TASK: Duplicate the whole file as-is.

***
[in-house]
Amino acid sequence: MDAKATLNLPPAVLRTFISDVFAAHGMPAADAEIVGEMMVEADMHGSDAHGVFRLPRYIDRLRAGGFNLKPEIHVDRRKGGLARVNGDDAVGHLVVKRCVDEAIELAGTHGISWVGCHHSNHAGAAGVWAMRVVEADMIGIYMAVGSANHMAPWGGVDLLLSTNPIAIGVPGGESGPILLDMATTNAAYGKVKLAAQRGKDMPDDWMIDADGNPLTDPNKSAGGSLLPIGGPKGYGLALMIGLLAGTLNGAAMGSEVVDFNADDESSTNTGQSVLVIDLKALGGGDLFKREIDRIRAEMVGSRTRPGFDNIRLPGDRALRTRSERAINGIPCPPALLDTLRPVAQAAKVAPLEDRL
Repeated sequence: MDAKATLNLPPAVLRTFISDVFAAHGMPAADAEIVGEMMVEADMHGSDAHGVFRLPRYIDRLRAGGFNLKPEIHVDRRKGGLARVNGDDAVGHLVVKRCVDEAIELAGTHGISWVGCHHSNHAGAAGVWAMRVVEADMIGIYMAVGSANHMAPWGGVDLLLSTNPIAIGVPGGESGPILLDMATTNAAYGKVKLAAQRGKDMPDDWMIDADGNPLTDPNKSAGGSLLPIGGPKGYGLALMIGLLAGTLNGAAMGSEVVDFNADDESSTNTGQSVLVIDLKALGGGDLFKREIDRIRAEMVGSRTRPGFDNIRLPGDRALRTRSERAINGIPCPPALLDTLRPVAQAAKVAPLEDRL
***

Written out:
[in-house]
Amino acid sequence: MDAKATLNLPPAVLRTFISDVFAAHGMPAADAEIVGEMMVEADMHGSDAHGVFRLPRYIDRLRAGGFNLKPEIHVDRRKGGLARVNGDDAVGHLVVKRCVDEAIELAGTHGISWVGCHHSNHAGAAGVWAMRVVEADMIGIYMAVGSANHMAPWGGVDLLLSTNPIAIGVPGGESGPILLDMATTNAAYGKVKLAAQRGKDMPDDWMIDADGNPLTDPNKSAGGSLLPIGGPKGYGLALMIGLLAGTLNGAAMGSEVVDFNADDESSTNTGQSVLVIDLKALGGGDLFKREIDRIRAEMVGSRTRPGFDNIRLPGDRALRTRSERAINGIPCPPALLDTLRPVAQAAKVAPLEDRL
Repeated sequence: MDAKATLNLPPAVLRTFISDVFAAHGMPAADAEIVGEMMVEADMHGSDAHGVFRLPRYIDRLRAGGFNLKPEIHVDRRKGGLARVNGDDAVGHLVVKRCVDEAIELAGTHGISWVGCHHSNHAGAAGVWAMRVVEADMIGIYMAVGSANHMAPWGGVDLLLSTNPIAIGVPGGESGPILLDMATTNAAYGKVKLAAQRGKDMPDDWMIDADGNPLTDPNKSAGGSLLPIGGPKGYGLALMIGLLAGTLNGAAMGSEVVDFNADDESSTNTGQSVLVIDLKALGGGDLFKREIDRIRAEMVGSRTRPGFDNIRLPGDRALRTRSERAINGIPCPPALLDTLRPVAQAAKVAPLEDRL